- Diet – late-night sugary snacks, for example
- Using electronic devices before going to sleep
- The sleeping environment – too hot or too cold
- Too much fluid intake
The pandemic-related factors that can hinder sleep
Sleep is crucial, especially during periods of high pressure and stress. Another study of 300 people living in Wuhan and surrounding cities at the end of January and beginning of February 2020 found those with higher quality sleep patterns reported fewer post-traumatic stress symptoms.
A study led by New York University’s Rory Meyers College of Nursing, published in Feburary 2022, found more than half of nurses had difficulty sleeping during the first six months of the pandemic, increasing their odds of experiencing anxiety and depression.
The study included a survey of 629 nurses in the US and interviews with 34 nurses in the summer of 2020. More than one in five (22%) of those surveyed experienced depression, 52% experienced anxiety, while 55% experienced insomnia. Sleeping for five hours or less before a shift increased the odds of depression, anxiety and insomnia.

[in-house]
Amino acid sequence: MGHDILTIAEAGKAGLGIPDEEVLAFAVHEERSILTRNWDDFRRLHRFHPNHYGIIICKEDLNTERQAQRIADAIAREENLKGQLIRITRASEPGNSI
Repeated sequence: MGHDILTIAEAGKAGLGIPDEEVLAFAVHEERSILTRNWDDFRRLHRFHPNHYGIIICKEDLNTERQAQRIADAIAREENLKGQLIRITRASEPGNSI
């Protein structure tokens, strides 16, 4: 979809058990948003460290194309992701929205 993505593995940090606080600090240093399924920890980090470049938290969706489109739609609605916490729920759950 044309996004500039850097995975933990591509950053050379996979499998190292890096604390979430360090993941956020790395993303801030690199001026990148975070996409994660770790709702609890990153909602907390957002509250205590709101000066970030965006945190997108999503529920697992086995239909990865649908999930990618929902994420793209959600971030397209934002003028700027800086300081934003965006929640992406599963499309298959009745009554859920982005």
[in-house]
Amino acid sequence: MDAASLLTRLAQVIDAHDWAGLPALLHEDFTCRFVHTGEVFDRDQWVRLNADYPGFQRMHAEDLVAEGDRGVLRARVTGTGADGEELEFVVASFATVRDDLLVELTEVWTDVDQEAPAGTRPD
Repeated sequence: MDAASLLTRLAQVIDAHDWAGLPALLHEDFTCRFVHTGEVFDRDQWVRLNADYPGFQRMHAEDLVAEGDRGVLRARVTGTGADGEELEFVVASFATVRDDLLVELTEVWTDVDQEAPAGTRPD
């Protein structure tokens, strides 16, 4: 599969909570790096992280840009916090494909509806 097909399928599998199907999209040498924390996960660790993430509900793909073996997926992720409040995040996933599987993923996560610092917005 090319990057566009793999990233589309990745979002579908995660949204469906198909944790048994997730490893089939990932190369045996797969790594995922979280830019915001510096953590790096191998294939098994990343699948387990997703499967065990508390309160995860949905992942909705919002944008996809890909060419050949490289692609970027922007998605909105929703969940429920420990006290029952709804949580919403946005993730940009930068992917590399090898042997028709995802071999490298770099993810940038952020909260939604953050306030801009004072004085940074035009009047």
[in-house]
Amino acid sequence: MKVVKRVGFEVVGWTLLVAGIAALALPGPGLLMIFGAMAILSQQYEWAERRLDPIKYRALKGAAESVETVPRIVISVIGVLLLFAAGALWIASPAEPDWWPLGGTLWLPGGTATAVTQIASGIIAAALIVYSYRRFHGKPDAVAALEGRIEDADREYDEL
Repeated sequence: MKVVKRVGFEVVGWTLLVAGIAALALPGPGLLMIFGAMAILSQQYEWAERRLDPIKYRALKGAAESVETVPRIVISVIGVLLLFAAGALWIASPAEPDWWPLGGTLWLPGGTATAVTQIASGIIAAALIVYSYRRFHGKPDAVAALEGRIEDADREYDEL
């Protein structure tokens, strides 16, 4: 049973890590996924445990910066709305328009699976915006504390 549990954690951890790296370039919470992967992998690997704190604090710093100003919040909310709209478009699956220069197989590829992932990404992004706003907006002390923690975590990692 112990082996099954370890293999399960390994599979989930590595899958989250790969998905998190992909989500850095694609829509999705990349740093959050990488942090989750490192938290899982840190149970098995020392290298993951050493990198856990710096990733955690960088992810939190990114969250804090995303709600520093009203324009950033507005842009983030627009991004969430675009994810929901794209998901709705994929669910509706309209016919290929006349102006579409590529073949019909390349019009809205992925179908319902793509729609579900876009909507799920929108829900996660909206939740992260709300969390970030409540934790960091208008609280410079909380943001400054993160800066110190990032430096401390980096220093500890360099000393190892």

Nurses described how they were kept awake worrying about work and issues such as staffing shortages, being redeployed to a COVID-19 unit, lack of personal protective equipment and numerous patient deaths. Changes in work patterns – such as working extra hours or abruptly switching between day and night shifts – also led to nurses getting less sleep.
Practical and emotional support from employers and those around you is an important factor; studies have shown that staff need high levels of social support to improve self-efficacy and sleep quality, reducing levels of anxiety and stress.
A Chinese study looking at the mental health of healthcare staff treating patients exposed to COVID-19 found that 34% of the 1,257 respondents reported symptoms of insomnia, 45% symptoms of anxiety, 50% depression and 71% symptoms of distress. Overall, nurses, women and those working in Wuhan reported more severe mental health symptoms than fellow healthcare staff.
Nurses who are having trouble sleeping should speak to their line manager in the first instance and seek medical advice if needed.
In addition, adopting the following simple strategies while at work, and when you get home, can help improve your sleep.
Review what you eat and drink – and when
Try to reduce your caffeine intake while at work and particularly before bedtime, as it inhibits the work of dopamine, the neurotransmitter that help us head into a sleep state.